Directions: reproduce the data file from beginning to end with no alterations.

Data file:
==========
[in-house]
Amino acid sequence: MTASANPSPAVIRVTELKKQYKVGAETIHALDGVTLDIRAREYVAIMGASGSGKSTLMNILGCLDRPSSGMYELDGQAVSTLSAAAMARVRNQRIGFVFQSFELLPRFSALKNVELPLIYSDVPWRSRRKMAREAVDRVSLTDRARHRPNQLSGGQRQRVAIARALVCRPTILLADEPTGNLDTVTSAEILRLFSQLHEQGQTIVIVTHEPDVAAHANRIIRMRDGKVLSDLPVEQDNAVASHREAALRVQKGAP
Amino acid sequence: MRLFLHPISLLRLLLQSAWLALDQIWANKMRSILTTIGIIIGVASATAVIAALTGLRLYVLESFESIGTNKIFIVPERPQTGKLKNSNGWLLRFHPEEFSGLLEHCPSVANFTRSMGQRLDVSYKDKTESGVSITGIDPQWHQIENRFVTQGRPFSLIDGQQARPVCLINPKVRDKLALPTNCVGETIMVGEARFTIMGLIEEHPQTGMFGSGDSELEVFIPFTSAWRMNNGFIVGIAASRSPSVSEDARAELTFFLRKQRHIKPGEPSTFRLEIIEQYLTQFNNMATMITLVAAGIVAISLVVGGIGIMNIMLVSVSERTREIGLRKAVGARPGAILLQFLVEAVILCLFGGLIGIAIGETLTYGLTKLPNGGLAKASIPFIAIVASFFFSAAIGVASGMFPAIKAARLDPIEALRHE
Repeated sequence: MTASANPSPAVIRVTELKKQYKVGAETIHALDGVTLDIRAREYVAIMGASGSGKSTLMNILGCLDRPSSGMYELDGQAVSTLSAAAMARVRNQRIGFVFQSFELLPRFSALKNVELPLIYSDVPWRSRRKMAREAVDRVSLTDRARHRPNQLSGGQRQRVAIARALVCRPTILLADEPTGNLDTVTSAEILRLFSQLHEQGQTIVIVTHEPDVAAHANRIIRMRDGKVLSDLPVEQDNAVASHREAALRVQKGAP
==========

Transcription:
[in-house]
Amino acid sequence: MTASANPSPAVIRVTELKKQYKVGAETIHALDGVTLDIRAREYVAIMGASGSGKSTLMNILGCLDRPSSGMYELDGQAVSTLSAAAMARVRNQRIGFVFQSFELLPRFSALKNVELPLIYSDVPWRSRRKMAREAVDRVSLTDRARHRPNQLSGGQRQRVAIARALVCRPTILLADEPTGNLDTVTSAEILRLFSQLHEQGQTIVIVTHEPDVAAHANRIIRMRDGKVLSDLPVEQDNAVASHREAALRVQKGAP
Amino acid sequence: MRLFLHPISLLRLLLQSAWLALDQIWANKMRSILTTIGIIIGVASATAVIAALTGLRLYVLESFESIGTNKIFIVPERPQTGKLKNSNGWLLRFHPEEFSGLLEHCPSVANFTRSMGQRLDVSYKDKTESGVSITGIDPQWHQIENRFVTQGRPFSLIDGQQARPVCLINPKVRDKLALPTNCVGETIMVGEARFTIMGLIEEHPQTGMFGSGDSELEVFIPFTSAWRMNNGFIVGIAASRSPSVSEDARAELTFFLRKQRHIKPGEPSTFRLEIIEQYLTQFNNMATMITLVAAGIVAISLVVGGIGIMNIMLVSVSERTREIGLRKAVGARPGAILLQFLVEAVILCLFGGLIGIAIGETLTYGLTKLPNGGLAKASIPFIAIVASFFFSAAIGVASGMFPAIKAARLDPIEALRHE
Repeated sequence: MTASANPSPAVIRVTELKKQYKVGAETIHALDGVTLDIRAREYVAIMGASGSGKSTLMNILGCLDRPSSGMYELDGQAVSTLSAAAMARVRNQRIGFVFQSFELLPRFSALKNVELPLIYSDVPWRSRRKMAREAVDRVSLTDRARHRPNQLSGGQRQRVAIARALVCRPTILLADEPTGNLDTVTSAEILRLFSQLHEQGQTIVIVTHEPDVAAHANRIIRMRDGKVLSDLPVEQDNAVASHREAALRVQKGAP